Summarizing, the baselevel activation equation in (5) says that exponentiated activation \(e^{B_{i}}\), which encodes the ‘need odds’ of chunk i (the odds that chunk i is needed at the time of retrieval \(t_{\textit{now}}\)), is a power function of time. This power function has two components, \(\sum \limits _{k=1}^{n}\) and \(t_{k}^{d}\), which formalize the following:
 \(\sum \limits _{k=1}^{n}\)::

individual presentations 1 through n of a chunk i have a strengthening impact on the need odds of chunk i; a presentation k additively increases the previous need odds for chunk i

these impacts are summed up to produce a total strength/total need odds for chunk i;
 \(t_{k}^{d}\)::

the strengthening impact of a presentation k on the total need odds for chunk i is a power function of time \(t_{k}^{d}\), where \(t_{k}\) is the time elapsed since presentation k

that is, \(t_{k}\) is the delay, i.e., the period of time elapsed between the time of presentation k and the time of retrieval \(t_{now}\);

raising the delay \(t_{k}\) to the \(d\) power (the decay) produces the power law of forgetting.
The parameter d in the base activation equation is usually set to \(\frac{1}{2}\), so the equation simplifies to:
Let’s work through an example. Assume we have the following chunk of type word in declarative memory, repeated from Chap. 2, and represented in both graph and AVM form:
Assume this chunk is presented 5 times, once every 1.25 s, starting at time 0 s. We want to plot its baselevel activation for the first 10 s.
In below, we define a base_activation function. Its inputs are the vector of presentation times for the chunk (pres_times—the first argument of the function), and also the vector consisting of the moments of time at which we want to compute the activation (moments—the second argument of the function). You can think of these moments of time as potential retrieval times. The output of the base_activation function is the vector base_act of baseactivation values at the corresponding moments of time.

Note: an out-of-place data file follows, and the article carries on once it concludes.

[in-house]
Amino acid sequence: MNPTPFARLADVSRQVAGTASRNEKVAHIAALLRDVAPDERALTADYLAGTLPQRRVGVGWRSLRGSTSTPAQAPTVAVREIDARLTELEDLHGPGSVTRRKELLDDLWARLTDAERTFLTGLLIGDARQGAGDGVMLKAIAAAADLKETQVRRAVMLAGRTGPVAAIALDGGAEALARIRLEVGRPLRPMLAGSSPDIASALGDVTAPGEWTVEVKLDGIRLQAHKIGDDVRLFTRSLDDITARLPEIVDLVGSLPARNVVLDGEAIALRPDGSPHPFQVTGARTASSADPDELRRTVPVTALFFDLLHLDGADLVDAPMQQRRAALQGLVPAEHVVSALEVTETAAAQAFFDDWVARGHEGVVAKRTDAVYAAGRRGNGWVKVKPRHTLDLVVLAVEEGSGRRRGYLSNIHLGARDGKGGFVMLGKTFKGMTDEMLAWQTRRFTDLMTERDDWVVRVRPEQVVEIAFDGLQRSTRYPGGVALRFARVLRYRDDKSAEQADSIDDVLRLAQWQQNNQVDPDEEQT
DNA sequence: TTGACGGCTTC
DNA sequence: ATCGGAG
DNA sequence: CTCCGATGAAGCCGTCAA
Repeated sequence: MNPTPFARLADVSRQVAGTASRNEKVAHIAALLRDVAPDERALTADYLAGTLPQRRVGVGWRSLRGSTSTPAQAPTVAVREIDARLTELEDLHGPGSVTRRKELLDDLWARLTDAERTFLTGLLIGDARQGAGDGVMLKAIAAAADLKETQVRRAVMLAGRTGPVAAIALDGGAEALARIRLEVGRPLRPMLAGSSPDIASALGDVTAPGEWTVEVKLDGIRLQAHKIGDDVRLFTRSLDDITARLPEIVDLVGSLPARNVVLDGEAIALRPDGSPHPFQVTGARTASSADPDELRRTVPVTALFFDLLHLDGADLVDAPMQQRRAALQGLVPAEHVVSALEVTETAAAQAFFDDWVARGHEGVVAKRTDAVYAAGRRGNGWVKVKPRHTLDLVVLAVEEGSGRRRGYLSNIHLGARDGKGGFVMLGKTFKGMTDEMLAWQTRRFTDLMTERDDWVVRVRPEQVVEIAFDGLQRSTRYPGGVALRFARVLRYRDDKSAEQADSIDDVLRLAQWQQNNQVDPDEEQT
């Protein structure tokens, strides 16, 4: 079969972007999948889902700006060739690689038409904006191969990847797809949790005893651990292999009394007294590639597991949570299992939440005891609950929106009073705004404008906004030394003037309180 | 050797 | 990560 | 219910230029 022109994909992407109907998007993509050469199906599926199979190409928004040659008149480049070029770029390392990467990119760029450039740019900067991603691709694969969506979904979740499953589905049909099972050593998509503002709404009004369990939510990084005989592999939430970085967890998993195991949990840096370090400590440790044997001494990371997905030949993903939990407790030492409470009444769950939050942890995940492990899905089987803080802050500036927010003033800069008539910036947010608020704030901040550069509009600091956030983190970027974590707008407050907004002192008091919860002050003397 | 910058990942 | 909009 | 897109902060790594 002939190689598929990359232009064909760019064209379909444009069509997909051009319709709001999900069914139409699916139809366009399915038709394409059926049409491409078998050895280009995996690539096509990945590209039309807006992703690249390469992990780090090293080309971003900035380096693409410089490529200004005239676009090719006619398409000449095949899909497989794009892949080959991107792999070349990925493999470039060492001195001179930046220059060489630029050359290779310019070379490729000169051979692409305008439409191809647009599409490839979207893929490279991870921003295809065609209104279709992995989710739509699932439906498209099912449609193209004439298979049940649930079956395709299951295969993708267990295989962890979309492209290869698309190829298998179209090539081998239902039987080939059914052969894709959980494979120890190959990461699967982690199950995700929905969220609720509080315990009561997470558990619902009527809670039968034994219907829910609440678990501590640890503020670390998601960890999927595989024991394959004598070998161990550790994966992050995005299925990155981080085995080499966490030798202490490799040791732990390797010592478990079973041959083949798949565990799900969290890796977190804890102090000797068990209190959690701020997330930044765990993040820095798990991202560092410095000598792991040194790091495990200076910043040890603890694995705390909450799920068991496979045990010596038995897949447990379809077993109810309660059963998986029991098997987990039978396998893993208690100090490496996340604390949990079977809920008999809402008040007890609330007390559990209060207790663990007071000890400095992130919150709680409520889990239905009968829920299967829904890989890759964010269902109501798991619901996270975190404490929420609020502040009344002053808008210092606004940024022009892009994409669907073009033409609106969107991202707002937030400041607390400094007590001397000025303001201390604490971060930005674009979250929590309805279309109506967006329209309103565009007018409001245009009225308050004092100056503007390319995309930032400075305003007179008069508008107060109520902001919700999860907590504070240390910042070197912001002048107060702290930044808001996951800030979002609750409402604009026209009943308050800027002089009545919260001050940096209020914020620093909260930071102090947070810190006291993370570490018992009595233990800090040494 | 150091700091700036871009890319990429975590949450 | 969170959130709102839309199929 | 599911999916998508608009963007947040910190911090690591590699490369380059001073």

line 2: we initialize the base activation base_act: we set it to be a long vector of 0s, as long as the number of moments we want to compute the activation for;

line 3: the for loop on lines 3–6 in computes the actual activation: for every point idx (short for ‘index’) at which we want to compute the activation, we do several things, discussed below;

line 4: we identify the moment in time at which we should compute the activation, namely moments[idx]; we identify the presentation times that precede this moment, namely \({\texttt {pres\_times<moments[idx]}}\), since they are the only presentations contributing to base activation at this moment in time; we retrieve these presentation times and store them in the variable past_pres_times;

lines 5–6: with these past presentation times in hand, we compute base level activation following the base level equation in (7); first, we compute the time intervals since those past presentations: moments[idx]—past_pres_times; then we take the square root of these intervals np.sqrt(...) and then, the reciprocal of those square roots 1/np.sqrt(...); finally, we sum all those reciprocals np.sum(...);

lines 7–9: now, the vector base_act stores exponentiated activations; to get to the actual activations, we need to take the log of the quantities currently stored in base_act; since \(\log (0)\) is undefined, we identify the non0 quantities in base_act (line 7), take the log of those quantities and replace them with their logs (lines 8–9).